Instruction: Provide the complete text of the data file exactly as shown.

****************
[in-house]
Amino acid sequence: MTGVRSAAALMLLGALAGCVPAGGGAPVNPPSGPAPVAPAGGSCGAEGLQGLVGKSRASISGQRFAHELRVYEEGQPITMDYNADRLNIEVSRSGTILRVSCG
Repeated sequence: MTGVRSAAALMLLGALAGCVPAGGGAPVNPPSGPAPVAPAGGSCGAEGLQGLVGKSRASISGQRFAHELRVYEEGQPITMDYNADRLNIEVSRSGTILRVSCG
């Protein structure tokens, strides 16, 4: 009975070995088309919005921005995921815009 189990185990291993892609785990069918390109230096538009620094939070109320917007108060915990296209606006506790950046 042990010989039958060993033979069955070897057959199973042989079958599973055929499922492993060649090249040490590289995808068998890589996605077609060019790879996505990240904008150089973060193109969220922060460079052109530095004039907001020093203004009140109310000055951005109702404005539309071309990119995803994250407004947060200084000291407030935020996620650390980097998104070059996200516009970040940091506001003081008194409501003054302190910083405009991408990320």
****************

[in-house]
Amino acid sequence: MTGVRSAAALMLLGALAGCVPAGGGAPVNPPSGPAPVAPAGGSCGAEGLQGLVGKSRASISGQRFAHELRVYEEGQPITMDYNADRLNIEVSRSGTILRVSCG
Repeated sequence: MTGVRSAAALMLLGALAGCVPAGGGAPVNPPSGPAPVAPAGGSCGAEGLQGLVGKSRASISGQRFAHELRVYEEGQPITMDYNADRLNIEVSRSGTILRVSCG
């Protein structure tokens, strides 16, 4: 009975070995088309919005921005995921815009 189990185990291993892609785990069918390109230096538009620094939070109320917007108060915990296209606006506790950046 042990010989039958060993033979069955070897057959199973042989079958599973055929499922492993060649090249040490590289995808068998890589996605077609060019790879996505990240904008150089973060193109969220922060460079052109530095004039907001020093203004009140109310000055951005109702404005539309071309990119995803994250407004947060200084000291407030935020996620650390980097998104070059996200516009970040940091506001003081008194409501003054302190910083405009991408990320």